Elizabeth Backman, a consultant in manners and etiquette, said a workplace Christmas party is a wonderful way to relax a little and get to know colleagues or supervisors on a different level.
But she said getting drunk, the most obvious social faux pas at the Christmas party, is really a result of forgetting the event is not one where you can let your hair down.
“It’s not your buddies, you are not kicking back and watching the game with a few beers,” she said. “And as a woman, you are not going to wear something down to here, showing lots of cleavage.
“It is still a business affair and you have to act it, you have to dress it and you have to watch what you are saying.”
The former Montreal resident, who has been in Victoria for about a year, has started a company to teach the ways and wherefores of social etiquette, starting with businesses.
And it’s not a determination to correct errors that is driving Backman.
Instead, it’s years of watching what she describes as the distressing collapse of good manners and common courtesy. During her years in Montreal in the fashion industry, manufacturing and retailing, she found everyday civility was kicked aside.
“Our standards are lower because we are not expecting the most of ourselves anymore,” she said.
For Backman, the product of an upbringing that included private girls’ schools, knowledge of details such as which fork to use, or saying “please” and “thank you” are taken for granted. But she has noticed for others it’s no longer the case.
For example, Backman was recently at a business luncheon where she was seated next to a person who nervously confessed to being at a loss over the silverware.
Backman said she made a joke, offering to eat with her fingers if it made the person feel better. Then she quietly said the person should start from the outside and work inward.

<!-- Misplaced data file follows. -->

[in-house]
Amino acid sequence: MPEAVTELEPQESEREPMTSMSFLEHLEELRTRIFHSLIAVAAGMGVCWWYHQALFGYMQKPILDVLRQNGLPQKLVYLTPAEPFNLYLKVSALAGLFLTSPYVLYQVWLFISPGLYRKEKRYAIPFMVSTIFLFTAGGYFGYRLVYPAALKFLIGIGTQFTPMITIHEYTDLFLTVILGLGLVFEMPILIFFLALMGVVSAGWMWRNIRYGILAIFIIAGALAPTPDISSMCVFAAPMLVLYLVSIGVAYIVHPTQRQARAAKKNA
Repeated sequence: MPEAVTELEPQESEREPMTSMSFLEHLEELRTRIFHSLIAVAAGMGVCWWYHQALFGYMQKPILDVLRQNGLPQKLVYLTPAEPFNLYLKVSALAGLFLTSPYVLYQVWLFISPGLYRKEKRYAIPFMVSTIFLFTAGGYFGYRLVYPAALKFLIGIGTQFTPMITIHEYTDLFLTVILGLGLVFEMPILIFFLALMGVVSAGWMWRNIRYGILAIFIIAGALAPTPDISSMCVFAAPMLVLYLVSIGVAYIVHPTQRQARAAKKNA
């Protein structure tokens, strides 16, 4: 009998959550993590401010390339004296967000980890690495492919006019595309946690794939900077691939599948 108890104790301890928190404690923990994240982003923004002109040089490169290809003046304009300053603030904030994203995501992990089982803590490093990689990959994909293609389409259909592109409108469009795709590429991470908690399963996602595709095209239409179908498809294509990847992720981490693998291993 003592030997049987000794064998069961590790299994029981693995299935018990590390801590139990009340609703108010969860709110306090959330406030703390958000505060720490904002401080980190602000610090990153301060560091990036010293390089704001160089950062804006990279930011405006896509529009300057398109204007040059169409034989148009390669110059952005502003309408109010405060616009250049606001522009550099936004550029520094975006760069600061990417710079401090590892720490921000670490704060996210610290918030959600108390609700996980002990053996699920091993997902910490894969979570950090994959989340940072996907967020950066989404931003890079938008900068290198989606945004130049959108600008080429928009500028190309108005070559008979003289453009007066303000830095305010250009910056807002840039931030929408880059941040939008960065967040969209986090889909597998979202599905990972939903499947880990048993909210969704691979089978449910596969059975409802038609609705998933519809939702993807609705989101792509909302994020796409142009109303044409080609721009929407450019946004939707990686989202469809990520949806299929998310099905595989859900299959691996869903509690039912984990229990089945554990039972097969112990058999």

For people in business, this kind of knowledge is part of what she calls “the soft skills” of commerce. Just knowing and being comfortable with small niceties gives a polish and confidence to everything a person says and does.
“It’s getting that sales pitch across, or getting that final order, or getting to know that client a little better,” Backman said. “The last thing you want to worry about is, ‘;How do I pay for the bill?’ or ‘;How much should I tip?’
“You will have less to worry about,” she said. “It gives you self-confidence, it gives you self-esteem.”
Similarly, the soft skills of everyday etiquette can make a big difference within an office or business.
Backman said good manners can go a long way to replacing missing doors and walls in the modern, open-concept office where people work in cubicles. Doors may be gone, but nobody should barge in and interrupt someone when they’re working. They should begin with “Excuse me” and a request to talk.
“If it’s a good company, you will find people of a like mind and they will all treat each other with courtesy,” Backman said. The result will be a more comfortable, happier workplace but also a more productive workplace.
Sp far, Backman has been consulting people one on one, but she plans to begin a series of group workshops in the new year. She is also planning to start a series for children and young people.
These soft skills can be a huge boost when looking for jobs or launching new careers.
Ultimately, she believes young people, with their eager grasp of new technologies, might be in the most need of etiquette pointers. They spend so much time in front of screens, they are forgetting how to react toward others.
“Kids are ruder now,” Backman said.
“Sadly, as parents, too often we think the teachers are going to do the job,” she said. “But it’s not their job. Their job is to teach the curriculum. Really, it’s about self-respect, self-confidence and respect for other people.”
For more information, go to elizabethbackman.com.
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